Furthermore, he is not able to appreciate the way in which Kant misrepresented the logical relationship between aesthetics and ethics. Hence, in Kant after Duchamp, de Duve has difficulty relating the ethical system of Kant to the aesthetics of Duchamp, a task made more difficult by his use of Kant’s illogical phrase ‘aesthetic judgment’.
        Ethics, in contrast with aesthetics, is the relation of ideas, or the dynamic of thought and expression in language. In keeping with the traditional distinction between ideas and sensations, ideas derive from sensations whether the sensations originate in the external world or in the mind. Logically, as Shakespeare understands it, the aesthetic is any form of sensation and the ethical is any intentional association of ideas. A more complete explanation of the dynamic of the aesthetic/ethical relationship is given below.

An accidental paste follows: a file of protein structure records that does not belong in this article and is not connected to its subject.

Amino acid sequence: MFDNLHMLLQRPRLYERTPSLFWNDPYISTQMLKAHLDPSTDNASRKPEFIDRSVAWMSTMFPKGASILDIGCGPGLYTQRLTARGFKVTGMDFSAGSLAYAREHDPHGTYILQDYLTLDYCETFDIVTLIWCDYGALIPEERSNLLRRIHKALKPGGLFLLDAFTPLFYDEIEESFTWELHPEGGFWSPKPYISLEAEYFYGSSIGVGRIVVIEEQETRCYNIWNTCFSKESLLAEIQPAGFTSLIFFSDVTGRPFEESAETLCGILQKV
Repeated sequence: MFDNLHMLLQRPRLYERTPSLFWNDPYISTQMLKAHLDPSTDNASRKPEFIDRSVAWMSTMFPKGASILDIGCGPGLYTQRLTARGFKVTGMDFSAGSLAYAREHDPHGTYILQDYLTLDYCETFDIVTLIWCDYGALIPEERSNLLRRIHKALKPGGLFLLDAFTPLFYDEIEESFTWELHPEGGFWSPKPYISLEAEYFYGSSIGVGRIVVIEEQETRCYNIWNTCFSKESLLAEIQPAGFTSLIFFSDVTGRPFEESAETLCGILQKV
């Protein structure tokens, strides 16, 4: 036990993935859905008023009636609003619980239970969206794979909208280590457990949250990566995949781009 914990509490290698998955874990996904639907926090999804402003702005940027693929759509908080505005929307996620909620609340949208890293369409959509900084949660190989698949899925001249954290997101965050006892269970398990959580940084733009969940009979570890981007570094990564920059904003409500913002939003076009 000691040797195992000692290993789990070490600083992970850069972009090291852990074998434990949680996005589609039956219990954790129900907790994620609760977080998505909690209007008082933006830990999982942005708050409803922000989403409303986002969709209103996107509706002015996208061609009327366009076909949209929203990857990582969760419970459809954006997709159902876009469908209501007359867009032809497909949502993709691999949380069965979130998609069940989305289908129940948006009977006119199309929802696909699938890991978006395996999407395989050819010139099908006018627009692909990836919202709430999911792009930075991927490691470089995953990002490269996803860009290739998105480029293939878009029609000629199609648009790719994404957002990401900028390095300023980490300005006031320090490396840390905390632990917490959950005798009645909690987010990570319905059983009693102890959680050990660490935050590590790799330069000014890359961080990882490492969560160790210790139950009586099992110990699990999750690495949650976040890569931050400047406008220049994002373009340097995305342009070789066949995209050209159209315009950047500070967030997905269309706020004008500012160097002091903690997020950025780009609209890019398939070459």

Duchamp’s insight into the logic of aesthetics and Shakespeare’s understanding of the dynamic of aesthetics and ethics derives from their appreciation of the logic of mythic expression. They understand that the relationship between female and male in Nature is central to mythic expression because it is the logical basis for the relationship between aesthetics and ethics. The sexual differentiation of male from female in Nature (as in the Sonnets and the Large Glass) is the logical precondition for the differentiation of ideas from sensations in human expression.
        Kant’s use of the phrase ‘aesthetic judgment’, for instance, to characterise transcendental expectations is contradictory. He attempted to characterise, through a conjunction of two ideas, or the process of ethics, what is logically an aesthetic event, or a sensation. The phrase ‘aesthetic judgment’ reduces to the conundrum ‘aesthetic ethics’, just as Wittgenstein’s statement ‘ethics and aesthetics are one and the same’ reduces to ‘aesthetics and aesthetics are one and the same’.